As of 2014, Canada has free trade agreements with 11 countries. These agreements were put in place to promote economic growth and increase international trade opportunities for Canadian businesses.
The first free trade agreement signed by Canada was with the United States in 1988. The North American Free Trade Agreement (NAFTA) was later signed by Canada, the United States, and Mexico in 1994. Since then, Canada has signed free trade agreements with several other countries, including Israel, Chile, Costa Rica, Jordan, Peru, Panama, Colombia, South Korea, Honduras, and Ukraine.
These trade agreements have had a significant impact on Canada`s economy. In 2019, Canada`s total merchandise trade with its free trade partners was valued at $1.6 trillion. Additionally, the agreements have opened up new markets for Canadian businesses, allowing them to expand and compete on a global scale.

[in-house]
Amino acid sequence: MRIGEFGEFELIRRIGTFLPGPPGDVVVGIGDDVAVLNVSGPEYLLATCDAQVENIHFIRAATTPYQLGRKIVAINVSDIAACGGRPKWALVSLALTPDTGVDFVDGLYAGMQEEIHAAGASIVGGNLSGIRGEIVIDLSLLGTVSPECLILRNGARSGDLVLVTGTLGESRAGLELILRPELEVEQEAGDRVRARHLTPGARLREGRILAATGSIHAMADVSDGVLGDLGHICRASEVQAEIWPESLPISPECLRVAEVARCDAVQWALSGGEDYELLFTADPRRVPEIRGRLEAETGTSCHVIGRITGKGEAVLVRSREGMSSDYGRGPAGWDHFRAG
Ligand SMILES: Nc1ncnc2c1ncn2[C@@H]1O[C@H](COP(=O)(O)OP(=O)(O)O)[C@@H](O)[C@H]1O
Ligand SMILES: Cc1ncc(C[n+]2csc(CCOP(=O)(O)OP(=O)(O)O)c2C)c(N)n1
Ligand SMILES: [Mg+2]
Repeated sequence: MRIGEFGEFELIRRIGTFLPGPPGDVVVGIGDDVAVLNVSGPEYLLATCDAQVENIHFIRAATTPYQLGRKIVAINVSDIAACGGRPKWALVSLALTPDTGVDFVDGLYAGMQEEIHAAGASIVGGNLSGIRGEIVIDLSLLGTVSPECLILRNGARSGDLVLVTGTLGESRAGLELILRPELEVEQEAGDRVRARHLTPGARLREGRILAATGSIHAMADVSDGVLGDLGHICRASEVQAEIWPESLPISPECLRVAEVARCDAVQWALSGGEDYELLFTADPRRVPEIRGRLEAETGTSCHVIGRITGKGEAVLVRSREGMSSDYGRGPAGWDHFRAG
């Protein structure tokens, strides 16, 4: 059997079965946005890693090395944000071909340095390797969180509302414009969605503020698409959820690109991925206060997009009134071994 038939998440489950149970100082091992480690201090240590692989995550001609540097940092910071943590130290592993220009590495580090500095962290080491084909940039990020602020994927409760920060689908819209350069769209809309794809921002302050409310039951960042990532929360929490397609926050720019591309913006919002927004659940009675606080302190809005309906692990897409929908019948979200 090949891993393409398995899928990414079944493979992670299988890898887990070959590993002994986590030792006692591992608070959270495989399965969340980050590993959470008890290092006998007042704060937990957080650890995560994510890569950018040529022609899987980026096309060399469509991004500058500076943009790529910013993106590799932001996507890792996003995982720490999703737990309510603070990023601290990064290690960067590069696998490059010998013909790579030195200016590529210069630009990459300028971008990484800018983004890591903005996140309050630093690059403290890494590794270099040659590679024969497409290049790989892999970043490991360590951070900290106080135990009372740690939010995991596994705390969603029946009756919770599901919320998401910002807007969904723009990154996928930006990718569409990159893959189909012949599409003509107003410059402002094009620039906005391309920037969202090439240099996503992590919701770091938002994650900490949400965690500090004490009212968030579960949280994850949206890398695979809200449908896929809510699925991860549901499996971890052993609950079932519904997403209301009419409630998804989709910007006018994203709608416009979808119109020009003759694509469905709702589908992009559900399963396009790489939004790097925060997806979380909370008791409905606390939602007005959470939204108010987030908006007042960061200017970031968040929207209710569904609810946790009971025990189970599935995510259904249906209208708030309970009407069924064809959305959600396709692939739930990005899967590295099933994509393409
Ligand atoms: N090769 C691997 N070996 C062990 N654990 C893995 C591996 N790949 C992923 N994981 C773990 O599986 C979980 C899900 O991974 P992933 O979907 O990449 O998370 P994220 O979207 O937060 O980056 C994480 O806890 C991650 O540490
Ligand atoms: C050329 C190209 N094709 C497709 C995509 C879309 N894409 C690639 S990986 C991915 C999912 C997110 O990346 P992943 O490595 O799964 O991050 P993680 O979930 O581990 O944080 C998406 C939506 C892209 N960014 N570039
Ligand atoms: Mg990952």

One of the key benefits of free trade agreements is the elimination of tariffs and other trade barriers. This makes it easier and more affordable for businesses to import and export goods between countries. The agreements also provide a framework for resolving disputes and protecting intellectual property.
However, free trade agreements are not without their critics. Some argue that they can have negative effects on certain industries or groups of people, such as those in the manufacturing sector who may lose jobs to cheaper imports. Others argue that the agreements can lead to lowered environmental or labor standards in partner countries.
Overall, free trade agreements have played a significant role in Canada`s economic growth and international trade relationships. As of 2014, Canada had free trade agreements with 11 countries, and it is likely that more agreements will be signed in the future.